gulp addiction

Barbette's fries and burgers will blow you away

Jules and Vincent were just a couple of guys on their way to work, talking about peculiarities of language. You might remember them.

&#8220You know what they call a Quarter Pounder with cheese in Paris?”

&#8220They don't call it a Quarter Pounder with cheese?”

&#8220No, man, they got the metric system. They wouldn't know what the [bleep] a Quarter Pounder is.”

&#8220Then what do they call it?”

&#8220They call it a Royale with cheese.”

Yes, indeed. They call it that at Barbette, too. And what do they call those deep-fried slices of potato that so many of us love so much with our Royales with cheese? Pommes frites.

They're also known as French fries, though you might well recall their brief time as &#8220freedom fries” after France opposed the U.S. invasion of Iraq in 2003. (Historical footnote: Rep. Robert Ney of Ohio had introduced the legislation in Congress to revise the anti-American names of French fries and French toast in the cafeteria for the House of Representatives. In July of this year, the House quietly changed the names back. In September of this year, Ney entered a plea of guilty in an unrelated corruption probe; he faces 10 years in prison.)

The fries at Barbette are legendary. They've been feted and adored and eaten for years by the local press and residents - for good reason, too. As Julia Child might've said, these fries are c'est magnifique.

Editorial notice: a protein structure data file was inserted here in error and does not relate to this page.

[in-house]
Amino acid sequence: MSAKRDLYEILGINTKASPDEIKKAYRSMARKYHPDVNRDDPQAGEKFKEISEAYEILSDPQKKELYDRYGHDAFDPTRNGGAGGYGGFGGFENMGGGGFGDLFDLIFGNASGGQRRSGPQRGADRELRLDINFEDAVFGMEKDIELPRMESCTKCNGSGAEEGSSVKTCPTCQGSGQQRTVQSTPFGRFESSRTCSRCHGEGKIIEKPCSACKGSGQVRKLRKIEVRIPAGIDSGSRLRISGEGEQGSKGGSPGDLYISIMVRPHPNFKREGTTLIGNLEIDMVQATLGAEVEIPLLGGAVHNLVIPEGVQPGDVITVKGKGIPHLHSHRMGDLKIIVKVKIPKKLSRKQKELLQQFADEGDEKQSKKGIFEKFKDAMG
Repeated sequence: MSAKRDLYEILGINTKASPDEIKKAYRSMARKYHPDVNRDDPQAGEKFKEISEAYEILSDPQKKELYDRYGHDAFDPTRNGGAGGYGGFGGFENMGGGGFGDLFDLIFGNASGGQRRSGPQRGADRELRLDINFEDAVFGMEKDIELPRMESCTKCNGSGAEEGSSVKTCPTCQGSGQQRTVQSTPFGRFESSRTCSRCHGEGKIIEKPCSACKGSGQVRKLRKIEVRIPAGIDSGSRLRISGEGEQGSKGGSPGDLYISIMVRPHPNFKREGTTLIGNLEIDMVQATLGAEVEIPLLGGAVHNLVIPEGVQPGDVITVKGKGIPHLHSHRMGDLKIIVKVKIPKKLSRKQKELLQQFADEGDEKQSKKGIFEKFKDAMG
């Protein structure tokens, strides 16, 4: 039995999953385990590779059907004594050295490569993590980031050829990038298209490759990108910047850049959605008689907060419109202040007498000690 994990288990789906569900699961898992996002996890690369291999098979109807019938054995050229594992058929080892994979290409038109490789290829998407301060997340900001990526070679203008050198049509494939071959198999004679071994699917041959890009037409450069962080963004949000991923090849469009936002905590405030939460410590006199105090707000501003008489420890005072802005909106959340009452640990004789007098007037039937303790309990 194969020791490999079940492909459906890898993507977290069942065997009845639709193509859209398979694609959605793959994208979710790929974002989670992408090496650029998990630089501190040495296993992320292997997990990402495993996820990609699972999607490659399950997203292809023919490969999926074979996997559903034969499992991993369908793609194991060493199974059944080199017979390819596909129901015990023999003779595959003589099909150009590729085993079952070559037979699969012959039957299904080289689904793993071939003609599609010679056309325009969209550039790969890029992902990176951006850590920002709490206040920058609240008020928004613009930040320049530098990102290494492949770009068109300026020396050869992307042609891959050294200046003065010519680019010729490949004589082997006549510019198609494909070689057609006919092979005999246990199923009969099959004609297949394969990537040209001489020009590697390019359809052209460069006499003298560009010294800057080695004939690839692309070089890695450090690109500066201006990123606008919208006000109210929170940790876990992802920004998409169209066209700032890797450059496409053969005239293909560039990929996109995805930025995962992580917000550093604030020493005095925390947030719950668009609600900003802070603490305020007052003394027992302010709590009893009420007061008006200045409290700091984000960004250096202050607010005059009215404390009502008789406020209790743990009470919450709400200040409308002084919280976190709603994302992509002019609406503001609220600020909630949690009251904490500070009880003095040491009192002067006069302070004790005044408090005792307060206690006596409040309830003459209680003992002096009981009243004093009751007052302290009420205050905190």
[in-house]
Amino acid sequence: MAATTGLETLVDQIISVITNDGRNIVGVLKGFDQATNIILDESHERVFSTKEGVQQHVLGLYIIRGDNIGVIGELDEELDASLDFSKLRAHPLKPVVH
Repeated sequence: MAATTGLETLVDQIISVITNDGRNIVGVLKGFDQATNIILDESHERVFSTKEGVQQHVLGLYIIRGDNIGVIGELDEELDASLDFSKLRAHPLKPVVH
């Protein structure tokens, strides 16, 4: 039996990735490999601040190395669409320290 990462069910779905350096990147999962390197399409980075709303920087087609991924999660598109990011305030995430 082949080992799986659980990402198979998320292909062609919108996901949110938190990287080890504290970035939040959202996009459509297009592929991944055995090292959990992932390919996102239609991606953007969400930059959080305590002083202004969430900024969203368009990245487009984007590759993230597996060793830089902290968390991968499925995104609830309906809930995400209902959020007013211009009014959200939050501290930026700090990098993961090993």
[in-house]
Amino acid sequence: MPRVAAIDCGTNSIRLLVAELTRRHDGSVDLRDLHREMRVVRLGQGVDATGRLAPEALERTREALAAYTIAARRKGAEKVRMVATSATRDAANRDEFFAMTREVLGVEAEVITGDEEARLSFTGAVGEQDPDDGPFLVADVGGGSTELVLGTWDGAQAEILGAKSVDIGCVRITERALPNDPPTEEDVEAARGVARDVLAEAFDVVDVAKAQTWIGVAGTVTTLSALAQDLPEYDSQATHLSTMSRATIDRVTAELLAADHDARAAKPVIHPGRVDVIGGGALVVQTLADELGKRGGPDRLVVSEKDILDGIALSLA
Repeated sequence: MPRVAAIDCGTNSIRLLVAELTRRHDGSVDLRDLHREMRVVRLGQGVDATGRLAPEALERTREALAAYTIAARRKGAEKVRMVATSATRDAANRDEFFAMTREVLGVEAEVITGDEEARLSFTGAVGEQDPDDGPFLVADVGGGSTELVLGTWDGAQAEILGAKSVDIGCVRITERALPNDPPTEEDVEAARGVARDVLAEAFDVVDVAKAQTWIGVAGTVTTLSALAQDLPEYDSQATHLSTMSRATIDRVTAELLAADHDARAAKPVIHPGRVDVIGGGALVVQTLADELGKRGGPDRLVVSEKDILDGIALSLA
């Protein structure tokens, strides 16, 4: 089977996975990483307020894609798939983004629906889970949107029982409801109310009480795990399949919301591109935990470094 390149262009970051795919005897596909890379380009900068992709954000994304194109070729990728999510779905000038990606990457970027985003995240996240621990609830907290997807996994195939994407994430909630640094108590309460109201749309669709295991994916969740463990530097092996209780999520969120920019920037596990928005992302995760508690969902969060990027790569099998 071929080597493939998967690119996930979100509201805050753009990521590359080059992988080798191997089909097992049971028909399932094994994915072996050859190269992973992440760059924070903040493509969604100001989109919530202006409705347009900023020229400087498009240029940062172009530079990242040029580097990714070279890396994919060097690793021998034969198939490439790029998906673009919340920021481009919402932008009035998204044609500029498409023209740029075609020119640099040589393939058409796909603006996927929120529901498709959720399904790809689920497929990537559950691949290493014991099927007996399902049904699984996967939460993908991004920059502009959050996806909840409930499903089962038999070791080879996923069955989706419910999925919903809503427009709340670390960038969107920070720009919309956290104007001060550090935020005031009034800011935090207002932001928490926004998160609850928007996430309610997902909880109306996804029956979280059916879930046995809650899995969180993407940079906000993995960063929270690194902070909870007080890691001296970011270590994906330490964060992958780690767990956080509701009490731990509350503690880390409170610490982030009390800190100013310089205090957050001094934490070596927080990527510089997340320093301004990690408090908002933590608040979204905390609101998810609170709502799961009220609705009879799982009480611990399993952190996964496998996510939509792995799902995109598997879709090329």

The secret to their magnificence is no secret, says Head Chef Peter Botcher.

&#8220They're hand-made; they're different than regular, mass-produced fries - they're meant to be flavorful. A lot of mass-produced fries are only crispy, and they'll stay crispy for hours, but they don't really have any flavor.”

Preach on, brother Botcher.

&#8220We get whole potatoes in unpeeled, and then we peel them and then we form them into French fries in a press and then we soak them in water for 24 hours.”

That soaking brings out the starch, he says, so that his fries are crispy (though not obsessively so).

They then go through two fryings: the first is in canola oil heated to 275 degrees. &#8220We let ‘em cool down and then we fry ‘em again at 350 degrees and then salt them,” Botcher says.

The end product is a delicate crunch of deep-fried perfection topped off with a light saffron aioli. It's difficult to say how Vincent and Jules would react to the aioli - you'll recall they were horrified by the thought of Europeans dunking their fries in mayo. But if you can swallow the fear of fries dipped in anything but ketchup, you'll swallow handfuls of pommes frites in the smooth, subtle tang of the mixture of saffron, garlic, lemon juice, canola oil, egg yolk, Dijon mustard, champagne vinegar, and salt and pepper.

When the pommes frites are paired with the football-shaped Royale with cheese made up of ground steak scraps, you've got yourself the best-tasting heart attack in the city.

Barbette, 1600 W. Lake St., is open 8 a.m.-1 a.m., Sunday through Thursday; 8 a.m.-2 a.m., Friday and Saturday.

For more information, call 827-5710 or go to www.barbette.com.